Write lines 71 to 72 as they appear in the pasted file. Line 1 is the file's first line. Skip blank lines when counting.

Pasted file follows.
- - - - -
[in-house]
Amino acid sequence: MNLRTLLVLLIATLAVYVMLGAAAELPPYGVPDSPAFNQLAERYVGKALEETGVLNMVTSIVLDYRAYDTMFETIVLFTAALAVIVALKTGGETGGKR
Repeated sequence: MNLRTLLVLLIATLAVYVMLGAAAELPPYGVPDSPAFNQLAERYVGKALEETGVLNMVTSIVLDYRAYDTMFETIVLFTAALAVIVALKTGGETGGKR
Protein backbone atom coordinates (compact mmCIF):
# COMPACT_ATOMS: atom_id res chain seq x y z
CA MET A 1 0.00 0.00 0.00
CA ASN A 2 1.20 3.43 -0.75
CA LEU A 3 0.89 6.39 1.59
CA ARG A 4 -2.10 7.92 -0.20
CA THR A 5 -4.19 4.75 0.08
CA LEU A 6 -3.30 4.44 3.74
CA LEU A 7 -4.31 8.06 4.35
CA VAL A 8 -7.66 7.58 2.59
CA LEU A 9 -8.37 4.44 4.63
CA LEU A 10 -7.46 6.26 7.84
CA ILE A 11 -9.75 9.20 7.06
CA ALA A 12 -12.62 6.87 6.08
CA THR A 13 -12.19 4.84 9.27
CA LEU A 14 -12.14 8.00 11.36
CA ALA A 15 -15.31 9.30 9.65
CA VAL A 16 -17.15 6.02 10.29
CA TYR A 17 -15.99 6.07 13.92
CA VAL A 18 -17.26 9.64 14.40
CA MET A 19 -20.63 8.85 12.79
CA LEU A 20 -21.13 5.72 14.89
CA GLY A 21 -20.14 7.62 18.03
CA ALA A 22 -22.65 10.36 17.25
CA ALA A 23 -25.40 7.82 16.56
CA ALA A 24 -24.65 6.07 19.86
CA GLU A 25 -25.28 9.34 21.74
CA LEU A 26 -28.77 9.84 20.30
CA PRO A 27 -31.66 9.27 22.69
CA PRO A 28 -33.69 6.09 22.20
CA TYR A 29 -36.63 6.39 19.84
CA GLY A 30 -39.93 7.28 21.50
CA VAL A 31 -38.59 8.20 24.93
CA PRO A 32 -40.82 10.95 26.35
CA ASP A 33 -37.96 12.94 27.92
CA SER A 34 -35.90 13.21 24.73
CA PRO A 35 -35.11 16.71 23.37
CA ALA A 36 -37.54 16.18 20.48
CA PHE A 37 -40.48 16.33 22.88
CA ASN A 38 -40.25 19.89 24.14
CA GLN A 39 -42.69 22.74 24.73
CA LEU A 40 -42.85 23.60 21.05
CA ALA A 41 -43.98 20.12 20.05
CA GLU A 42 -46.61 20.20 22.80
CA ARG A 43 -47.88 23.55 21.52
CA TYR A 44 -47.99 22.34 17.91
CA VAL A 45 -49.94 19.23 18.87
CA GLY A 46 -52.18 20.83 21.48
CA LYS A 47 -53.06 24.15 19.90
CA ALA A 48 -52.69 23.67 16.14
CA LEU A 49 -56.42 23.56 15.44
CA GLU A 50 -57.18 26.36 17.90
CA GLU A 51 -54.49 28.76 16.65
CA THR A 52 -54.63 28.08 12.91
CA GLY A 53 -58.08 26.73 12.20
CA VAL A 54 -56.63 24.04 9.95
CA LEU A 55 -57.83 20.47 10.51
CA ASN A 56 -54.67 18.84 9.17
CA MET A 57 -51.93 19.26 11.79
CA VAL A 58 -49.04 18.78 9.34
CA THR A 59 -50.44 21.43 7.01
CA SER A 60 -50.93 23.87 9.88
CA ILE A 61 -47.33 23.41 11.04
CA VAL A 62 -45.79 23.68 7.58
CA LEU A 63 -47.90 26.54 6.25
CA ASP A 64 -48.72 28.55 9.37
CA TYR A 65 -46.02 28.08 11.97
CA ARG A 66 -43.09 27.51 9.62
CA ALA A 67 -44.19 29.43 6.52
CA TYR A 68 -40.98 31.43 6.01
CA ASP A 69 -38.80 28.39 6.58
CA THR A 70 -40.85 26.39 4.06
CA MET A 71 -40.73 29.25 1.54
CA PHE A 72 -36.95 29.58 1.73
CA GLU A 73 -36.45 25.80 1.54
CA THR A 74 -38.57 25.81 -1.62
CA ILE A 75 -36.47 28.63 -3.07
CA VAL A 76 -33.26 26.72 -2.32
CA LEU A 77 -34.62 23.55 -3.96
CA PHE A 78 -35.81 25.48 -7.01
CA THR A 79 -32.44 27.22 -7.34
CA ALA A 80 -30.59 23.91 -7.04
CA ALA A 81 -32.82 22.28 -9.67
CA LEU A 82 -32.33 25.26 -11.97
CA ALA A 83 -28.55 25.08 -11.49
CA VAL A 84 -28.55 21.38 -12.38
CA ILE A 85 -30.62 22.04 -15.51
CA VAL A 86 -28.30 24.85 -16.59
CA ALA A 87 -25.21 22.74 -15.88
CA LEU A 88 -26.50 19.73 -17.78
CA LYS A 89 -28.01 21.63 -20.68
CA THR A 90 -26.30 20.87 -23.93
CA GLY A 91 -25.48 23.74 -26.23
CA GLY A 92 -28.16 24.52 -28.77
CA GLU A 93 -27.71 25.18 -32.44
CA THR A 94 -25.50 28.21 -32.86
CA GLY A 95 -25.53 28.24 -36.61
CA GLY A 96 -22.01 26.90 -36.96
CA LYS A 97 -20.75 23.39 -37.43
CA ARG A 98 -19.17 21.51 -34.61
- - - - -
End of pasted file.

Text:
CA ARG A 66 -43.09 27.51 9.62
CA ALA A 67 -44.19 29.43 6.52